We have to have Wi-Fi available everywhere — I have withdrawal symptoms if I can’t do my email and check the web often. Recognizing this, many stores offer customers “free” Wi-Fi. I’m sure the cost of the Wi-Fi is passed onto the customers as higher product prices, in what are typically competitive retail industries. But how to avoid people spending hours in the shop surfing the web free of charge, and perhaps causing congestion for other users?
The Whole Foods store on Kensington High Street in London has solved this problem by allowing each computer or smart-phone a two-hour log on period, after which the device is booted off the Wi-Fi. Two hours are enough to satisfy almost any customer, but short enough to prevent non-customers from making the store their Wi-Fi venue of choice. I expect this kind of limit will become more widespread shortly — it is much more effective than warning people not to stay logged on for very long.
We recently ran a listener survey for Freakonomics Radio. Among the interesting findings: only (or should that be “only”?) 18 percent of the respondents are members of a public-radio station. A reader named Steve Cebalt wrote in to ask about the nature of public-radio membership:
So it’s pledge week at my local public radio station, when they interrupt my favorite news programs with appeals for money. Funny, I used to be on the board of directors of this station, so I have a great appreciation for it.
But I am not a member. I don’t pay. I am supposed to feel guilty, but I don’t. You know why?
Because I am not really causing a negative externality on others — am I ?
Whether I listen or not, they’ll still broadcast right? And others contribute freely of their own volition. So is anyone harmed if I listen (or don’t listen) without donating?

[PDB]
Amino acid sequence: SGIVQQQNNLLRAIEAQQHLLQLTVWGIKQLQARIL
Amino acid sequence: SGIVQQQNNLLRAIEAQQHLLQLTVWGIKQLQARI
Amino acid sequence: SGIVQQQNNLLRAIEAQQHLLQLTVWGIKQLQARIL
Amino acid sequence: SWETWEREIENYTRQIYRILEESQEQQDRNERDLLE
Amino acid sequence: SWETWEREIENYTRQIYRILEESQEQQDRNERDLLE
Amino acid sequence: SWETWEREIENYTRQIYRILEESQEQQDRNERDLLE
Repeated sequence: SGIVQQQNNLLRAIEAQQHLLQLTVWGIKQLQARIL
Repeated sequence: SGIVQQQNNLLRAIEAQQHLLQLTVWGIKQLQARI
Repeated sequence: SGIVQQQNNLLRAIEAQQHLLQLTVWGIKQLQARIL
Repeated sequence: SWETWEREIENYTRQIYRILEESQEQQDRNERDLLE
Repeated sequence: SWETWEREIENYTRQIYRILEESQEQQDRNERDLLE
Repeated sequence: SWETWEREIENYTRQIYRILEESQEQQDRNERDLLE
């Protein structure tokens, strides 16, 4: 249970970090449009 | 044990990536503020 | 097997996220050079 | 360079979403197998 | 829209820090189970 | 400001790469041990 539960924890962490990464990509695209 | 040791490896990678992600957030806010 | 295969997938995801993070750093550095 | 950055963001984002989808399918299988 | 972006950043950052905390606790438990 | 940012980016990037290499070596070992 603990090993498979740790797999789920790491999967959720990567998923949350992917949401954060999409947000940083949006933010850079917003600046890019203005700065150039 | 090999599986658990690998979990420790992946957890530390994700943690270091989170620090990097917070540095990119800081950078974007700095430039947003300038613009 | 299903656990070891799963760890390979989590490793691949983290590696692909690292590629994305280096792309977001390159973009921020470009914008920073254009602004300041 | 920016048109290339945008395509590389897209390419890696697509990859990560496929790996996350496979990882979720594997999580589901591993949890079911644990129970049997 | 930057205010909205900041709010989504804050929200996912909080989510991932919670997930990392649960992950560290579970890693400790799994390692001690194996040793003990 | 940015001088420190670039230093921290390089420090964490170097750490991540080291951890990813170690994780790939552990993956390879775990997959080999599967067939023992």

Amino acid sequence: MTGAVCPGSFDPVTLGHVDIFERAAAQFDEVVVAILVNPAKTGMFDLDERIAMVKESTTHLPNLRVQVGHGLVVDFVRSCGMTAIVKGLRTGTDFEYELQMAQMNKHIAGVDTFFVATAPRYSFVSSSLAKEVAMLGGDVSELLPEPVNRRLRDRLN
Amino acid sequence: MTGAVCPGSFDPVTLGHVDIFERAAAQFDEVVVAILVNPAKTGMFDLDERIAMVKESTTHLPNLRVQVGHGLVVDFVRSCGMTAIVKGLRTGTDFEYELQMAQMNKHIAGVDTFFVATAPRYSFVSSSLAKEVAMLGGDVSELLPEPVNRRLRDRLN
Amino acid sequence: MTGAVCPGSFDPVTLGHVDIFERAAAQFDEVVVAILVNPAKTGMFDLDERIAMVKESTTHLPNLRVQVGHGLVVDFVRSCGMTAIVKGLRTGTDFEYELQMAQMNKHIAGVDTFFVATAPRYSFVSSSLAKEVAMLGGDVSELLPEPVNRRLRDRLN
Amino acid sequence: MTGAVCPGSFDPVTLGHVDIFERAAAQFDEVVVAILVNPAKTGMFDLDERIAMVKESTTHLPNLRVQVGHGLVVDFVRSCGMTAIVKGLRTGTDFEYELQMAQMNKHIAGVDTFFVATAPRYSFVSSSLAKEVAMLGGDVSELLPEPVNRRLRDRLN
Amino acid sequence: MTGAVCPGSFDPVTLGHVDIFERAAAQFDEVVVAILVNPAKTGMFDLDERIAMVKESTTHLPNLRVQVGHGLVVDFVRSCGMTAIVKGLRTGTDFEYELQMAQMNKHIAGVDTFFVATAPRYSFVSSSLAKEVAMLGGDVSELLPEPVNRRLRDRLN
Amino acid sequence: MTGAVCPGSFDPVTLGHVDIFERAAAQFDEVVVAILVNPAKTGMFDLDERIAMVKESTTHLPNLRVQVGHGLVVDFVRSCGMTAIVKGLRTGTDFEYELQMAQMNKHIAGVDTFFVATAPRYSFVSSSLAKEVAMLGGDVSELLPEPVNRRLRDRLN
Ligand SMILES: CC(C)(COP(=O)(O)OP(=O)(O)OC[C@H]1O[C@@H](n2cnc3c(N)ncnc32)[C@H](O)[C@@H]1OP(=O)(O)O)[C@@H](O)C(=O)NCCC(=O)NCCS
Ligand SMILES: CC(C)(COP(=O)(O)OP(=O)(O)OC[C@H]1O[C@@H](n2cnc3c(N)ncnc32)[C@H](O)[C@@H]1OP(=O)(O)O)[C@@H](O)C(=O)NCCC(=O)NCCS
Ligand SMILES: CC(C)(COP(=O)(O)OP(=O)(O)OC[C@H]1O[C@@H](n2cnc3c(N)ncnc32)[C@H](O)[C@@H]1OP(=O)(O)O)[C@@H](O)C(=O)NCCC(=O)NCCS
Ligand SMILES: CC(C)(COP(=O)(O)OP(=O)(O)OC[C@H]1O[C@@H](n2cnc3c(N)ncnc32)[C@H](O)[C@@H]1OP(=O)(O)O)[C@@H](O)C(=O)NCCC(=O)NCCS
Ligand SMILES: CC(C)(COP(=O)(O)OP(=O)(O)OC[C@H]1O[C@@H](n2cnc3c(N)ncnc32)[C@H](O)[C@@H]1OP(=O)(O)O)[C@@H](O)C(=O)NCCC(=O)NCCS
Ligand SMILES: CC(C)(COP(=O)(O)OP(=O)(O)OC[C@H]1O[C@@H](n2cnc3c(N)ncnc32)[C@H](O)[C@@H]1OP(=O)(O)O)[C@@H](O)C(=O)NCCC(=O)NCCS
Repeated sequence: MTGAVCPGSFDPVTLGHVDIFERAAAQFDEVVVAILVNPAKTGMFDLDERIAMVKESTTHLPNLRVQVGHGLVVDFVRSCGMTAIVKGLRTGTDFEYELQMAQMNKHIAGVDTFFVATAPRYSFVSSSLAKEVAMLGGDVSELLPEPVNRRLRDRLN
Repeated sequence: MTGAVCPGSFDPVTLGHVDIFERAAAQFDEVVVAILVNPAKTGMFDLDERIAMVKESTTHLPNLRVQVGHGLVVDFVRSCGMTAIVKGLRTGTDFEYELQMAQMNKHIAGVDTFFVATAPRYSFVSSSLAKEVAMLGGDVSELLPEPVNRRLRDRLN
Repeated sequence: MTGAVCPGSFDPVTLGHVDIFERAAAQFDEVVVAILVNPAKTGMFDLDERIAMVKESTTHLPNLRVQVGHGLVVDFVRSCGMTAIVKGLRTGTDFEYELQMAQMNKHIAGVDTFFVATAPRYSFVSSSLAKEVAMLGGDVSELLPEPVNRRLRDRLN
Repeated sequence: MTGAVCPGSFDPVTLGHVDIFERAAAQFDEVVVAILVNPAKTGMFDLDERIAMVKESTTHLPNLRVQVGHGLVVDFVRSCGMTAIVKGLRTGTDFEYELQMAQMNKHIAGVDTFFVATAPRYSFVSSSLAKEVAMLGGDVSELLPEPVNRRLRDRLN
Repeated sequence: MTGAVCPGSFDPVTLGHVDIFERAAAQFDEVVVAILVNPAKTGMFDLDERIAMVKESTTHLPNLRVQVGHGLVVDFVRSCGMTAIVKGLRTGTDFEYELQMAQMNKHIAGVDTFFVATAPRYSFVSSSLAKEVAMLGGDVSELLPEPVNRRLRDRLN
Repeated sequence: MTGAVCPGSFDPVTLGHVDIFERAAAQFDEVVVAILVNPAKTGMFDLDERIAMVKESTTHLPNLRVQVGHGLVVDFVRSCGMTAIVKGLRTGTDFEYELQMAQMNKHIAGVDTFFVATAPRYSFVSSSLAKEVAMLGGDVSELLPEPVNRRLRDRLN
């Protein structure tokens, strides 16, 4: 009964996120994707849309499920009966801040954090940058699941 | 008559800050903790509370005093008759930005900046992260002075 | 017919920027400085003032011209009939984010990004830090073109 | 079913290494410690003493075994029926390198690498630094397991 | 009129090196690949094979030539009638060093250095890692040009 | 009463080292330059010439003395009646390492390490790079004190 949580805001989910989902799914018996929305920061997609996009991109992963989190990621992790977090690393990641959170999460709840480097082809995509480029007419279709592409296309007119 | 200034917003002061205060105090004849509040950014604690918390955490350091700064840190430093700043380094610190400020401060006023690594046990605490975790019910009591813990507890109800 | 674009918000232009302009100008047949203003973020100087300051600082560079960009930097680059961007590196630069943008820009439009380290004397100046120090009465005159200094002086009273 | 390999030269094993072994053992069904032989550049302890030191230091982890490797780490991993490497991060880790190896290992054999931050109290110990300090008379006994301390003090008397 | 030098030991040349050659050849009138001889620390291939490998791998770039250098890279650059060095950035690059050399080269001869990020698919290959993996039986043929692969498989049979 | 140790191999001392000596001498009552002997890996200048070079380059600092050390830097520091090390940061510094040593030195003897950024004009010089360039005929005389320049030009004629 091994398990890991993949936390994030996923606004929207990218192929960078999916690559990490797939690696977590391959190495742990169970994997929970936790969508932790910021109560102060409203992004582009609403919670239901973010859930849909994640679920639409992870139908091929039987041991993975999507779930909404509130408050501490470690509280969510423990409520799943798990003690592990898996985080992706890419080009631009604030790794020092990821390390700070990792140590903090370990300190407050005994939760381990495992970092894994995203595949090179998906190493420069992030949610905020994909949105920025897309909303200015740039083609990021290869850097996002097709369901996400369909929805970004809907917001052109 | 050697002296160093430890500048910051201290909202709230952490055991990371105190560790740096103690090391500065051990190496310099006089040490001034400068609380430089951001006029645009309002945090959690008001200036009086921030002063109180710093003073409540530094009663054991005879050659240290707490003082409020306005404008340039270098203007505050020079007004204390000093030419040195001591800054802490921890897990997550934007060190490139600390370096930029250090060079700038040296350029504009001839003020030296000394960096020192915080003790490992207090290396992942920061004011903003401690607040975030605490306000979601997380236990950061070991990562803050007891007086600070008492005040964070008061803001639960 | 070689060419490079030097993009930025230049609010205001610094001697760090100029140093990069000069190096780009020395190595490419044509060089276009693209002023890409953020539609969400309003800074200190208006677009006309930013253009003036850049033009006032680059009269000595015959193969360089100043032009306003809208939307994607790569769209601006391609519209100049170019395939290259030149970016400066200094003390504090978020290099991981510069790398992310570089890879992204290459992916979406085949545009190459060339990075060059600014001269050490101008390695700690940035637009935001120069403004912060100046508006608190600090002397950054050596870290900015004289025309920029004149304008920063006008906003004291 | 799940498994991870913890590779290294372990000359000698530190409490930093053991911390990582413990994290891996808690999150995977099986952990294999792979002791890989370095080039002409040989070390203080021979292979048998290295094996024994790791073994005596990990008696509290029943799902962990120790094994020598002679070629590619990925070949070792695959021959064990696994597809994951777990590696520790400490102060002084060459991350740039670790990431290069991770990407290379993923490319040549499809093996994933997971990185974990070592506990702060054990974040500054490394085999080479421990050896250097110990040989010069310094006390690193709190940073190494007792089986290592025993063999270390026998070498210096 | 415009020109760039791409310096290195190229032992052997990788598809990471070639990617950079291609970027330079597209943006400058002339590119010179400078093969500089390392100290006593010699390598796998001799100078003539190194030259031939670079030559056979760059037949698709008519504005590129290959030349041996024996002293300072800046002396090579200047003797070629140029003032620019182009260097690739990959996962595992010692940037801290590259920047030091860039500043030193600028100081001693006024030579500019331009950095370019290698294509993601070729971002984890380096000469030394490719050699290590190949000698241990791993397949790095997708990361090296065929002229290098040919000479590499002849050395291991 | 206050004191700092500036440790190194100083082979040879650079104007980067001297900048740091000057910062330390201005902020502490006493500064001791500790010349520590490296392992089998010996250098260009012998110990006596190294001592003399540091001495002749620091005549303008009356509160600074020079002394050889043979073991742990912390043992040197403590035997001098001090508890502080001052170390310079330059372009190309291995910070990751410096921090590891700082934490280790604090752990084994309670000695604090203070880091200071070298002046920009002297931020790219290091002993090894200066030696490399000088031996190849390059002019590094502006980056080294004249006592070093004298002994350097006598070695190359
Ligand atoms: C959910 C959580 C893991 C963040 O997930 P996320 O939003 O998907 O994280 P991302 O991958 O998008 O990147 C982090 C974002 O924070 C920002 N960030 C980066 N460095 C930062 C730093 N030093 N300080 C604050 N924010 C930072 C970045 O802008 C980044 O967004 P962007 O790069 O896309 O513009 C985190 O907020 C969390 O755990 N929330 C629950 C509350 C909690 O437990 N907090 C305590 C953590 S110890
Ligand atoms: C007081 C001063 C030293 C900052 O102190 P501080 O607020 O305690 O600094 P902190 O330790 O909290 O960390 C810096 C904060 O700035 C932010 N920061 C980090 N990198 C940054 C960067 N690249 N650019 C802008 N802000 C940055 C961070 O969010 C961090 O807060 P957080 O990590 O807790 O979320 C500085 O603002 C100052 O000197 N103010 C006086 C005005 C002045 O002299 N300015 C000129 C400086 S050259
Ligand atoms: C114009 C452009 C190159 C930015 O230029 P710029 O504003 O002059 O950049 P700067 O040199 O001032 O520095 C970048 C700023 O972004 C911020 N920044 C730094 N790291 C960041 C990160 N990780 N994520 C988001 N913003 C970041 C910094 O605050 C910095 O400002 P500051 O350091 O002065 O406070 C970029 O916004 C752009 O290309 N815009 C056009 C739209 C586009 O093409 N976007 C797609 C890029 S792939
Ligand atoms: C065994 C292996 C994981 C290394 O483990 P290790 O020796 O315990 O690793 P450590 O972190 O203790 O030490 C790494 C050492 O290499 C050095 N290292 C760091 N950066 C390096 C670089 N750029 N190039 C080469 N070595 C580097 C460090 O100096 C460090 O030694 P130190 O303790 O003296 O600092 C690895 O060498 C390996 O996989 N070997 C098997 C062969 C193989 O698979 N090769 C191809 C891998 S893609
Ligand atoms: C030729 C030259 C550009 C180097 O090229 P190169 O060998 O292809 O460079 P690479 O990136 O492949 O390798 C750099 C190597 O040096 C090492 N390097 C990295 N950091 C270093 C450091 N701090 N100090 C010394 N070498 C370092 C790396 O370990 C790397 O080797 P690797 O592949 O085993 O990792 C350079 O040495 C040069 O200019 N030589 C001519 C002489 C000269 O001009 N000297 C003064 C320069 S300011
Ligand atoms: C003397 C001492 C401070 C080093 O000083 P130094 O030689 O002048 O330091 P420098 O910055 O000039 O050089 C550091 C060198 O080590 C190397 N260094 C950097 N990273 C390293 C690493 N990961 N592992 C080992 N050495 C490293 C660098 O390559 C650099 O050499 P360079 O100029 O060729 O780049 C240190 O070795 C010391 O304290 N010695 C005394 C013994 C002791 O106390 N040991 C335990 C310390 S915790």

I’d love to see your blog readers rip into this question from a Freakonomics perspective:
So go ahead, people. Rip. Remember everything you’ve ever thought about free-ridership, slippery slopes, and critical mass on issues like voting.
We recently ran on a post on a reader’s query about the economics of a 50-50 fund-raiser. John List, the University of Chicago economics-of-charity wizard (related podcast here), wrote in with a comment:
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The intuition of the reader is slightly off. Although not directly a 50-50 charity drive, we have explored the efficacy of lotteries both theoretically and empirically. As John Morgan (from Berkeley) has elegantly shown, under standard assumptions (no risk-loving or lottery-loving behavior is necessary), lotteries outperform the simple ask (what we call a VCM). Lotteries obtain higher levels of public-goods provision than a voluntary contributions mechanism (VCM) because the lottery rules introduce additional private benefits from contributing.